Fracture networks significantly alter the mechanical and hydraulic properties of subsurface rocks. The mechanics of fracture propagation and interaction control network development. However, mechanical processes are not routinely incorporated into discrete fracture network (DFN) models. A finite element, linear elastic fracture mechanics‐based method is applied to the generation of three‐dimensional geomechanical discrete fracture networks (GDFNs). These networks grow quasi‐statically from a set of initial flaws in response to a remote uniaxial tensile stress. Fracture growth is handled using a stress intensity factor‐based approach, where extension is determined by the local variations in the three stress intensity factor modes along fracture tips. Mechanical interaction between fractures modifies growth patterns, resulting in nonuniform and nonplanar growth in dense networks. When fractures are close, stress concentration results in the reactivation of fractures that were initially inactive. Therefore, GDFNs provide realistic representations of subsurface networks that honor the physical process of concurrent fracture growth. Hydraulic properties of the grown networks are quantified by computing their equivalent permeability tensors at each growth step. Compared to two sets of stochastic DFNs, GDFNs with uniform fracture apertures are strongly anisotropic and have relatively higher permeabilities at high fracture intensities. In GDFN models, where fracture apertures are based on mechanical principles, fluid flow becomes strongly channeled along distinct flow paths. Fracture orientations and interactions significantly modify apertures, and in turn, the hydraulic properties of the network. GDFNs provide a new way of understanding subsurface networks, where fracture mechanics is the primary influence on their geometric and hydraulic properties.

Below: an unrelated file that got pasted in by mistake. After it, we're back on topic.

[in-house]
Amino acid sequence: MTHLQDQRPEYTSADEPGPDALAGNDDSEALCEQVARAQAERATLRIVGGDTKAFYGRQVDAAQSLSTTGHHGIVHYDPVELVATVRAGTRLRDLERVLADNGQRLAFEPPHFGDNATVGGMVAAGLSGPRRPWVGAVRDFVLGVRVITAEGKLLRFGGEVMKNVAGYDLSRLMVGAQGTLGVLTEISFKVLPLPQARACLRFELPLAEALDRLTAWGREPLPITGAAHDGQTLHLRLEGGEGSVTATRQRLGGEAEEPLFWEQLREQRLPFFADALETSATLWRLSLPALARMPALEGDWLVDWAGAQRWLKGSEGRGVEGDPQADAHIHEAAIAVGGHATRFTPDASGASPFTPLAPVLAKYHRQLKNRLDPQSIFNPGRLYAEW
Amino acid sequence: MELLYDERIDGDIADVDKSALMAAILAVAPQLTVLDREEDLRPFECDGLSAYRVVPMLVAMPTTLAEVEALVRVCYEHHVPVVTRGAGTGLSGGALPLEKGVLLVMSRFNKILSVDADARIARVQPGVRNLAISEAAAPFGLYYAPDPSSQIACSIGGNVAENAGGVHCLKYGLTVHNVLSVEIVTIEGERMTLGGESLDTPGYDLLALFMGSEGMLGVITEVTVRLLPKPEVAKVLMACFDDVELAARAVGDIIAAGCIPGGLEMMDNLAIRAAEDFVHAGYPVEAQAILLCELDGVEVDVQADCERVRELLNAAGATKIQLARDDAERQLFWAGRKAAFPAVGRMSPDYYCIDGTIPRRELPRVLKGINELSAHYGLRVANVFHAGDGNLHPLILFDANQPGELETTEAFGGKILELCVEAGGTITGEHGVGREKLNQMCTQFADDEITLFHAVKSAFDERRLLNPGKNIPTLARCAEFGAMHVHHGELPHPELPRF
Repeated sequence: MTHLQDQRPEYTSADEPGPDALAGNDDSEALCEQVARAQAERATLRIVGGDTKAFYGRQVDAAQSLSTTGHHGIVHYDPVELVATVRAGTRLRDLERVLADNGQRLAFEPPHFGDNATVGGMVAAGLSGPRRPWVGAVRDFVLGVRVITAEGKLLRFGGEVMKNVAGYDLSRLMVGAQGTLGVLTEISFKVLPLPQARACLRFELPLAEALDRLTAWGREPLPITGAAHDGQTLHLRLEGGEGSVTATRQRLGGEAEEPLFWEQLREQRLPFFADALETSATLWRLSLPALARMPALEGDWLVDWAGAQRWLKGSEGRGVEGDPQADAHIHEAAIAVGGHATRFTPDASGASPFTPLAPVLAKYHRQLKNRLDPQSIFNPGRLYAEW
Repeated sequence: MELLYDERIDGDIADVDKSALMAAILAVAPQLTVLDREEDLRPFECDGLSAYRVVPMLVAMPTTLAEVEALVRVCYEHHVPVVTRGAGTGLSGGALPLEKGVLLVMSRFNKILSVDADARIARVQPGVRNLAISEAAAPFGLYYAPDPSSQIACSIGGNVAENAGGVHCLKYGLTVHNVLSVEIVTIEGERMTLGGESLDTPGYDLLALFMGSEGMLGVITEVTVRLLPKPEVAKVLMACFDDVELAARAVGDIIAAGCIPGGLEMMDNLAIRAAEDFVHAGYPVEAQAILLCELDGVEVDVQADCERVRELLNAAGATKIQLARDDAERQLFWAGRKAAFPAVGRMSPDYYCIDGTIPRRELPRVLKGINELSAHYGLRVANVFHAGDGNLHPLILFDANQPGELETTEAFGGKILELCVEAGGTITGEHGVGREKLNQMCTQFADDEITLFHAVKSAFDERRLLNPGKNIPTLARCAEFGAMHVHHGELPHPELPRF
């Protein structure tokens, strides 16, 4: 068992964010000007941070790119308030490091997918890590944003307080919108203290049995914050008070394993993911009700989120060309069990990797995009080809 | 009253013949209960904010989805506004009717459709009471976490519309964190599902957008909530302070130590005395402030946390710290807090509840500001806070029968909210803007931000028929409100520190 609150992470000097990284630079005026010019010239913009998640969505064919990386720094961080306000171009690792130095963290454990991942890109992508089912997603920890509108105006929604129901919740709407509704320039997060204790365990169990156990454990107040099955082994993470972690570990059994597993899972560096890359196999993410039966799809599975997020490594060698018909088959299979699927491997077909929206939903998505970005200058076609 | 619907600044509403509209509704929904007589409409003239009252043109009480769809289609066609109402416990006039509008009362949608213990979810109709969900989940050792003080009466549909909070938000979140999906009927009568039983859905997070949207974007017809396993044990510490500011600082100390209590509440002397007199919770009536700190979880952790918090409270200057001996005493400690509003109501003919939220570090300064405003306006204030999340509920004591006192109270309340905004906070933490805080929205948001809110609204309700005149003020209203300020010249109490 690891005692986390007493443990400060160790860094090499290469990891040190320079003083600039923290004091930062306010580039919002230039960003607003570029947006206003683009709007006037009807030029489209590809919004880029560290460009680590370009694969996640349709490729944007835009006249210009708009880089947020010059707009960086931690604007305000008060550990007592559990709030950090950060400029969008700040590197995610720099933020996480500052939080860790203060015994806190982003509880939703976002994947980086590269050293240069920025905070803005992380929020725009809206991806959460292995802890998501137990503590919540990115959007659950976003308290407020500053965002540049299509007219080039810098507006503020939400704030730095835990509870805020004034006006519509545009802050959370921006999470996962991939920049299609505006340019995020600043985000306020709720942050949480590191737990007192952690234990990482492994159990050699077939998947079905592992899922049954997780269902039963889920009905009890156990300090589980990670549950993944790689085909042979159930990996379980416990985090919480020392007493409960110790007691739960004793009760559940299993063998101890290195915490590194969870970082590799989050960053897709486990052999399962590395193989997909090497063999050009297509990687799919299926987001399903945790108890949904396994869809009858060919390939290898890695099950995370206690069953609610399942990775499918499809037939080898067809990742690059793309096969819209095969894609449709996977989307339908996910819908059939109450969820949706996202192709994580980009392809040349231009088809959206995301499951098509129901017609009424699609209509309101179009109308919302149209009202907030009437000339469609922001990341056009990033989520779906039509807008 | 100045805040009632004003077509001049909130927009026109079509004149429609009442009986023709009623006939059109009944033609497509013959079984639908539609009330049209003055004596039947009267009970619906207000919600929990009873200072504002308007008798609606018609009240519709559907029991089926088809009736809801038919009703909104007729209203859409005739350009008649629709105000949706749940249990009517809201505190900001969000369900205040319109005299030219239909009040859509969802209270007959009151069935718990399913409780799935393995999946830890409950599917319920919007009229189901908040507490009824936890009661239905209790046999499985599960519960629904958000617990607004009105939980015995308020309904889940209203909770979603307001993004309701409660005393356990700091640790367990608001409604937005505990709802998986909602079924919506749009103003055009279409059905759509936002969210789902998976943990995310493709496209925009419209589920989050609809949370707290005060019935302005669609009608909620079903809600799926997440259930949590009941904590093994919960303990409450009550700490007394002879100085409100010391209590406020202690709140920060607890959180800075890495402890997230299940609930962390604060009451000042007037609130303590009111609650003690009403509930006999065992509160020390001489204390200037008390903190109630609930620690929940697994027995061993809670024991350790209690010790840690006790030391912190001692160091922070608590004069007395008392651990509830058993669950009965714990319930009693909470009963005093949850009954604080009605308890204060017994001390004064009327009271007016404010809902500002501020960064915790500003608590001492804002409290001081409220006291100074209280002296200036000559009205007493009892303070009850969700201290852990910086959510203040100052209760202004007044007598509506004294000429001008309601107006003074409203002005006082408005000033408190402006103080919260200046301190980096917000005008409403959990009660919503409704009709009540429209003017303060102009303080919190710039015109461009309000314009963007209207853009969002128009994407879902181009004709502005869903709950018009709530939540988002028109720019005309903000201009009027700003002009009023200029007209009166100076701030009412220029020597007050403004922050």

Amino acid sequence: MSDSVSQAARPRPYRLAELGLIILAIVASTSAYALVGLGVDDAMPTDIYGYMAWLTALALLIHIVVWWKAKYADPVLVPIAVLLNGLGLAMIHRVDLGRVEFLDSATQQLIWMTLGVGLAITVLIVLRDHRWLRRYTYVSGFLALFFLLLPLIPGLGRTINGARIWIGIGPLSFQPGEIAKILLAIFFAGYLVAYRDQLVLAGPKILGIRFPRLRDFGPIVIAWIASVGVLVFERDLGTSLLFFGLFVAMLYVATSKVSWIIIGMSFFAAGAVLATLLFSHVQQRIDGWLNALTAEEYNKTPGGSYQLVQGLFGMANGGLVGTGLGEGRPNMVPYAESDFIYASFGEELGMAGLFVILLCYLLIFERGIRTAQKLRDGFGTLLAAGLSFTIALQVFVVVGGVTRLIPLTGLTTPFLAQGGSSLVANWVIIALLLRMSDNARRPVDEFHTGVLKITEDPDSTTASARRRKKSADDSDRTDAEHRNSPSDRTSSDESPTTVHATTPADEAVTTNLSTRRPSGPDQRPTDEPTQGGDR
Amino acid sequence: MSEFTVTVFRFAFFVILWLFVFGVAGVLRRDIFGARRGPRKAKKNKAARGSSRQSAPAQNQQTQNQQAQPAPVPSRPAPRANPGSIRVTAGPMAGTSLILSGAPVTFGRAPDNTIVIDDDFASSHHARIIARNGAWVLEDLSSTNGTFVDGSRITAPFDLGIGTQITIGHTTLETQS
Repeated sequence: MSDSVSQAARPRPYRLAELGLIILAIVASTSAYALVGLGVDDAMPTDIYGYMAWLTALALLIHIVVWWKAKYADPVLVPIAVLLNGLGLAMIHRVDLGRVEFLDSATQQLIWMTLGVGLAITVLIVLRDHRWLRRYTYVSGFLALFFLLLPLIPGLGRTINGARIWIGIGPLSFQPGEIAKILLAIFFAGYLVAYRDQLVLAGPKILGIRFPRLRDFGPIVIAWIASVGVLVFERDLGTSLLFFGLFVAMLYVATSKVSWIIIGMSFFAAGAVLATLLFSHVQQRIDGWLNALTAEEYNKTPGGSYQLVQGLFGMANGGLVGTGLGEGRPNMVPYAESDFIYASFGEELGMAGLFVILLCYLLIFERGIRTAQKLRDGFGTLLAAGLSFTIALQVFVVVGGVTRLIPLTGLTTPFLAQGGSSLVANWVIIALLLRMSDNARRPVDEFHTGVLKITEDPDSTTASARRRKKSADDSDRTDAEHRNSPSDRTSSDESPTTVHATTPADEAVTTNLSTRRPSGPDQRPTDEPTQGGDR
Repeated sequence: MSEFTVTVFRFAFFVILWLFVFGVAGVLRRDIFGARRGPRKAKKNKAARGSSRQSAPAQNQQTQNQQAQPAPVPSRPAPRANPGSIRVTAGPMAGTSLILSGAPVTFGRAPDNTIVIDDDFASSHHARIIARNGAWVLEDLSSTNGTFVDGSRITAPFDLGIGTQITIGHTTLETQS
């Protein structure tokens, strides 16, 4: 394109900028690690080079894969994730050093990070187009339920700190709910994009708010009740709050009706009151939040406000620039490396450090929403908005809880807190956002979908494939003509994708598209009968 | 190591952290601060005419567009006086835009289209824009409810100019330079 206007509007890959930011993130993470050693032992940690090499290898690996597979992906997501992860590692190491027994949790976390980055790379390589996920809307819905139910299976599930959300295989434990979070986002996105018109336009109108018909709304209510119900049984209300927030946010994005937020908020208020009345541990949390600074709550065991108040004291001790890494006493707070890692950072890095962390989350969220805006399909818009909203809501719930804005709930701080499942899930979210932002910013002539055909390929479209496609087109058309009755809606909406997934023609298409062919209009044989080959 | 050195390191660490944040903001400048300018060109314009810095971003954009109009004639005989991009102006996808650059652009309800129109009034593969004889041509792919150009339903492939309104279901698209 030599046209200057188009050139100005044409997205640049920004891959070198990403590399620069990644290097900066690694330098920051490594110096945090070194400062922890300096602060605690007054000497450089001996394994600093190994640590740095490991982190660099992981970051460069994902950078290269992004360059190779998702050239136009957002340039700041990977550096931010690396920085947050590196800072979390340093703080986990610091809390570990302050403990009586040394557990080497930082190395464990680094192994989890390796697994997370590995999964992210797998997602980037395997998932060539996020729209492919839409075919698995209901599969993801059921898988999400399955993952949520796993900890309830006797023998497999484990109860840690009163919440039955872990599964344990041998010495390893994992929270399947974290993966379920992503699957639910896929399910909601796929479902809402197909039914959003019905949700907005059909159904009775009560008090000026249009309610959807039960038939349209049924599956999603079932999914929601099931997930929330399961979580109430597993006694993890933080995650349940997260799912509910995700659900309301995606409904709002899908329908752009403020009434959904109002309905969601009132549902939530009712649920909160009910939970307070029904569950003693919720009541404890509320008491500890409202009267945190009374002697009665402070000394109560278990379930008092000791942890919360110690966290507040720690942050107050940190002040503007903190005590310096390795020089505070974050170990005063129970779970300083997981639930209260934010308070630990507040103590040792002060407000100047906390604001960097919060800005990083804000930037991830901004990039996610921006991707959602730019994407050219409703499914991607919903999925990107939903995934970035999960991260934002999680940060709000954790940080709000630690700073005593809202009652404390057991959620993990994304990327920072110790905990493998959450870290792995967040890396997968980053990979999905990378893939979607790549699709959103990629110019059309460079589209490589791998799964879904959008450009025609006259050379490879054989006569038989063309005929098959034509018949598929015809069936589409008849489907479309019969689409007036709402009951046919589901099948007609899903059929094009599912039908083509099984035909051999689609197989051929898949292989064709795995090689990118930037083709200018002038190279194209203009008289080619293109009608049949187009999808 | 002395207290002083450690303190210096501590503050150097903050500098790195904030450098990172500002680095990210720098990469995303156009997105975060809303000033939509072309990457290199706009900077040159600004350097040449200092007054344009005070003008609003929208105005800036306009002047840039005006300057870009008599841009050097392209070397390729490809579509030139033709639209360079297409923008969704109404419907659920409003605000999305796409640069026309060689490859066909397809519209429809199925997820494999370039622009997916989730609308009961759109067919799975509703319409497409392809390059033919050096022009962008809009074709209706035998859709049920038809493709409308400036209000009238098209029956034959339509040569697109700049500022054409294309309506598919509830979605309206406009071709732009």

Journal article

Thomas R, Paluszny A, Zimmerman RW, 2020, Growth of three-dimensional fractures, arrays, and networks in brittle rocks under tension and compression, Computers and Geotechnics, Vol: 121, ISSN: 0266-352X

Concurrent growth of multiple fractures in brittle rock is a complex process due to mechanical interaction effects. Fractures can amplify or shield stress on other fracture tips, and stress field perturbations change continuously during fracture growth. A three-dimensional, finite-element based, quasi-static growth algorithm is validated for mixed mode fracture growth in linear elastic media, and is used to investigate concurrent fracture growth in arrays and networks. Growth is governed by fracture tip stress intensity factors, which quantify the energy contributing to fracture extension, and are validated against analytical solutions for fractures under compression and tension, demonstrating that growth is accurate even in coarsely meshed domains. Isolated fracture geometries are compared to wing cracks grown in experiments on brittle media. A novel formulation of a Paris-type extension criterion is introduced to handle concurrent fracture growth. Fracture and volume-based growth rate exponents are shown to modify fracture interaction patterns. A geomechanical discrete fracture network is generated and examined during its growth, whose properties are the direct result of the imposed anisotropic stress field and mutual fracture interaction. Two-dimensional cut-plane views of the network demonstrate how fractures would appear in outcrops, and show the variability in fracture traces arising during interaction and growth.